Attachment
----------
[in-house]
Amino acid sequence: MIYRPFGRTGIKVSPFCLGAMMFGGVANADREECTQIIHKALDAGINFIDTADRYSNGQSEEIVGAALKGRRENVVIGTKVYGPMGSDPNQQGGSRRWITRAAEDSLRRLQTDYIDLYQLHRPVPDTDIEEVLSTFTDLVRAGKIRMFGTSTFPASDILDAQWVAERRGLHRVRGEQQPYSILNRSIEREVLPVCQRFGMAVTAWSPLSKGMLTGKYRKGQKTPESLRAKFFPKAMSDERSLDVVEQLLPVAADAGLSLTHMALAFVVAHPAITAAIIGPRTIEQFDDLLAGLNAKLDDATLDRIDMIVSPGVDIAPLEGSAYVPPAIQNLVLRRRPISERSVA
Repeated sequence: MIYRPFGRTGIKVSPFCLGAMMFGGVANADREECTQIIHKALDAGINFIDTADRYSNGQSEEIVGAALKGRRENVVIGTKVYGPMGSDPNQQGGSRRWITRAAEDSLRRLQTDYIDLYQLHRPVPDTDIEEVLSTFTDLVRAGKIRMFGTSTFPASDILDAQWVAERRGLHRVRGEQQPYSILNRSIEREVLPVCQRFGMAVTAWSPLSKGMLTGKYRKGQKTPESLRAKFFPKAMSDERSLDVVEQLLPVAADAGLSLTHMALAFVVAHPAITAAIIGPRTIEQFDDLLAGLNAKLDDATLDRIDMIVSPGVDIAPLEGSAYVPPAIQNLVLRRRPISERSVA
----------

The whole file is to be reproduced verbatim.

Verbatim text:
[in-house]
Amino acid sequence: MIYRPFGRTGIKVSPFCLGAMMFGGVANADREECTQIIHKALDAGINFIDTADRYSNGQSEEIVGAALKGRRENVVIGTKVYGPMGSDPNQQGGSRRWITRAAEDSLRRLQTDYIDLYQLHRPVPDTDIEEVLSTFTDLVRAGKIRMFGTSTFPASDILDAQWVAERRGLHRVRGEQQPYSILNRSIEREVLPVCQRFGMAVTAWSPLSKGMLTGKYRKGQKTPESLRAKFFPKAMSDERSLDVVEQLLPVAADAGLSLTHMALAFVVAHPAITAAIIGPRTIEQFDDLLAGLNAKLDDATLDRIDMIVSPGVDIAPLEGSAYVPPAIQNLVLRRRPISERSVA
Repeated sequence: MIYRPFGRTGIKVSPFCLGAMMFGGVANADREECTQIIHKALDAGINFIDTADRYSNGQSEEIVGAALKGRRENVVIGTKVYGPMGSDPNQQGGSRRWITRAAEDSLRRLQTDYIDLYQLHRPVPDTDIEEVLSTFTDLVRAGKIRMFGTSTFPASDILDAQWVAERRGLHRVRGEQQPYSILNRSIEREVLPVCQRFGMAVTAWSPLSKGMLTGKYRKGQKTPESLRAKFFPKAMSDERSLDVVEQLLPVAADAGLSLTHMALAFVVAHPAITAAIIGPRTIEQFDDLLAGLNAKLDDATLDRIDMIVSPGVDIAPLEGSAYVPPAIQNLVLRRRPISERSVA